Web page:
In the spotlight in last year's race, the Renault driver disagrees that the Grand Prix will produce a procession with the proposed track changes shelved.
Petrov backs no change to Abu Dhabi's Yas Marina circuit
SILVERSTONE, ENGLAND // Vitaly Petrov has assured UAE race fans the decision by Yas Marina Circuit executives to postpone their proposed track changes does not mean the Abu Dhabi Grand Prix will produce a procession.
Following the decision by Yas officials to shelve plans that would have improved overtaking at the circuit, some fans had voiced concerns that the race might fail to produce an on-track spectacle once more. But Petrov dismissed such suggestions and hinted this year's race could provide some compelling action.
"It's a good decision," he said when informed this year's race on November 13 will be on an unchanged track.
"The straight is very, very long there and with [the Drag Reduction System], it will make it very easy to overtake."
Renault's Russian driver, who for much of last year was racing in the middle order, found himself thrown into the spotlight at the season-ending race at Yas Marina last November when Fernando Alonso, chasing a third world championship, got stuck behind him after pitting early on in the race.
Petrov refused to concede position and Ferrari's Spaniard was forced to watch his hopes of securing the necessary points to ensure success slip away as overtaking proved, to borrow the phrase later used by Jean Todt, the FIA president, "impossible".
Alonso finished the race furious, gesticulating towards his racing rival and complaining Petrov had "protected [his position] like it was the last lap". Ferrari, and much of the mainstream media, instead chose to criticise the track for its layout, which they argued was not conducive to on-track passing.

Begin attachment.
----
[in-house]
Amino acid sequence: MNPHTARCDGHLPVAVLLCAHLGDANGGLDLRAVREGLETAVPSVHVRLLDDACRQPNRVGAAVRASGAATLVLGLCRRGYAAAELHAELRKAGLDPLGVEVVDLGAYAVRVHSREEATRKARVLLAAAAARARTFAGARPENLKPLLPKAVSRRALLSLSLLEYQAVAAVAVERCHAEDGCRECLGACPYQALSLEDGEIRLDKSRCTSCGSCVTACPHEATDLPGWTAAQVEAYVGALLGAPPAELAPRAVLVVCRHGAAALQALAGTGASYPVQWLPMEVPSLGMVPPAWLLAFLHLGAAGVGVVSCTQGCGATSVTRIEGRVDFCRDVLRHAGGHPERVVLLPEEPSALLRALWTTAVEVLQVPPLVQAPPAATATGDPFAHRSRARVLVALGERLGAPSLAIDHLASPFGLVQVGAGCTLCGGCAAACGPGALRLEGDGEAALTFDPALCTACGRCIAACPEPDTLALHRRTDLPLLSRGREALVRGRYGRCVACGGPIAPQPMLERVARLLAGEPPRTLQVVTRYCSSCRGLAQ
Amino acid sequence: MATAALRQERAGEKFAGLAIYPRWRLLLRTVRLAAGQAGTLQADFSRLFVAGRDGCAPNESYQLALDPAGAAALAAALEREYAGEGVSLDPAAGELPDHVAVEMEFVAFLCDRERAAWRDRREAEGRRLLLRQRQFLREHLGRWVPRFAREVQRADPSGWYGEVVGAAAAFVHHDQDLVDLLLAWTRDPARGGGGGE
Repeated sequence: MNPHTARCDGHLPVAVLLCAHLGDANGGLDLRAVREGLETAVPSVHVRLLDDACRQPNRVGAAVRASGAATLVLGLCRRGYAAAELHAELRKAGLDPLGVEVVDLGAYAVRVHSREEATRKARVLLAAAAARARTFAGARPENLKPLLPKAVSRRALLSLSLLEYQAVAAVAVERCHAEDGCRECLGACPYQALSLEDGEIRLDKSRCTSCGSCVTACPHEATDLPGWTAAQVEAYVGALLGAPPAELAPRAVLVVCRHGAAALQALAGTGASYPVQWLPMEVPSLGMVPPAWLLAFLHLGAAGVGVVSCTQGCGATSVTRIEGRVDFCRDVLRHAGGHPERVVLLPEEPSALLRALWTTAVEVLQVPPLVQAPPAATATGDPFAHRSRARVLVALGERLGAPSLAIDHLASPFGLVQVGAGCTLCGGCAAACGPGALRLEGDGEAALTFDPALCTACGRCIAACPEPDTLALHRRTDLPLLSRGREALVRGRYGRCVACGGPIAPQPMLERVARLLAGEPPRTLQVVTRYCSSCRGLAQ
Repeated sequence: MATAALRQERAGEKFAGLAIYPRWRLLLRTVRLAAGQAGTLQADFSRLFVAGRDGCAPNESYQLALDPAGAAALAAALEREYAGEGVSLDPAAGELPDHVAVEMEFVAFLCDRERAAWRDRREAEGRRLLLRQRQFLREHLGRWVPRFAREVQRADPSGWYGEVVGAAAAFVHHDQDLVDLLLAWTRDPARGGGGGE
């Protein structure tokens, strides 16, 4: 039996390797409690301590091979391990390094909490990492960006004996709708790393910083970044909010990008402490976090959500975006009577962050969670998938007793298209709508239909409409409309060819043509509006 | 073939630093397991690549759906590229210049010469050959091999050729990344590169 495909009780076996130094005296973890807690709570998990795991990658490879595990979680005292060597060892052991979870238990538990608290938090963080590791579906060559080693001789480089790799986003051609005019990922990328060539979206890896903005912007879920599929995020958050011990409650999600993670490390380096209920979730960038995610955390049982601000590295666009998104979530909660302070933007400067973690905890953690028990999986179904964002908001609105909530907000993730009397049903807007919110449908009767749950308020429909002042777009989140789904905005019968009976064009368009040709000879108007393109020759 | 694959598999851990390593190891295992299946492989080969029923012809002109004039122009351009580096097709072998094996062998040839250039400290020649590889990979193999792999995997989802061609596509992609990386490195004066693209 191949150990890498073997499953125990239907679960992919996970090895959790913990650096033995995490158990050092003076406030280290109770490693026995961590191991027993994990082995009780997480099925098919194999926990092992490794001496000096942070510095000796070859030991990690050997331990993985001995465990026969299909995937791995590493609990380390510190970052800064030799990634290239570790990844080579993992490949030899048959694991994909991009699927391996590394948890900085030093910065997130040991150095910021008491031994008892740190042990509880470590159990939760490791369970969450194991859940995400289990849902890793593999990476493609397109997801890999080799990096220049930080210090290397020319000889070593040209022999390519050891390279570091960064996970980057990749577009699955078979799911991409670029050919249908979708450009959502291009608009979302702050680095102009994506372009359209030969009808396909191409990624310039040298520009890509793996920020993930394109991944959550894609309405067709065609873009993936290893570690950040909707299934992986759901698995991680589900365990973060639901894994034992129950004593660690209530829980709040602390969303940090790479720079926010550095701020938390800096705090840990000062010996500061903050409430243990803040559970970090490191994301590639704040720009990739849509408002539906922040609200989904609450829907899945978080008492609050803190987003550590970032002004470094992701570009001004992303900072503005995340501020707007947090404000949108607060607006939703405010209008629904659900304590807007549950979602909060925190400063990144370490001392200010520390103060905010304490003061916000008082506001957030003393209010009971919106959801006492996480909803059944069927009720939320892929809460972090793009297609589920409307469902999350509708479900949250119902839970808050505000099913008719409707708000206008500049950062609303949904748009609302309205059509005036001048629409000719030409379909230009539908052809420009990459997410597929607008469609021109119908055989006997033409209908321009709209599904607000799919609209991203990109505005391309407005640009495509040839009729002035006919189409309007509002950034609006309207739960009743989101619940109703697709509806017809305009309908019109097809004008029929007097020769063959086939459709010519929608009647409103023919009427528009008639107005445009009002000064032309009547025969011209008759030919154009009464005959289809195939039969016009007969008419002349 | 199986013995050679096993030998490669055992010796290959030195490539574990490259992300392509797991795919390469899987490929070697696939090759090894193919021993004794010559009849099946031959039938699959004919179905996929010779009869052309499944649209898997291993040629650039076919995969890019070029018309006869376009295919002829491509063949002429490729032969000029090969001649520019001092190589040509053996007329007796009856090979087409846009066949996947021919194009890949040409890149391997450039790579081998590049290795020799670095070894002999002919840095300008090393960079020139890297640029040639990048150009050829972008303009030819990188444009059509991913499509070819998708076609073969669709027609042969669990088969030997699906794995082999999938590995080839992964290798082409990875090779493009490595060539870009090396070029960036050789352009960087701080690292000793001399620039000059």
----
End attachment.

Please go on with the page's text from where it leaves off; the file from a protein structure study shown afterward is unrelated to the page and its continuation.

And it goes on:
Officials at Yas moved swiftly to counter a repeat performance this year, speaking with drivers and Formula One personnel in a bid to discover ways of improving the spectacle.
In March, they revealed they had drawn a blueprint for a number of changes that would make overtaking easier.
Yet earlier this week, Richard Cregan, the Yas Marina chief executive, told The National the proposed plans had been postponed for this year's race.
Instead, officials will wait to see the effect new regulations implemented by the FIA, world motor sports governing body, will have on the UAE's annual race at Yas Marina.
A Drag Reduction System (DRS), Kinetic Energy Recovery Systems (Kers) and new quick-wearing tyres have revitalised racing this season and Petrov is adamant the decision to postpone changes at Yas is the correct one.
"Last year, it was not possible to overtake because we didn't have DRS," Petrov said referencing a device that provides a driver a power-boost when he is less than one second behind another car.
"Yes, we had [an F-duct], but everybody had an [F-duct]. Now with DRS, it will be too easy to overtake there."
The news will be welcomed by spectators who have already bought more than 50 per cent of the tickets available for this season's penultimate race.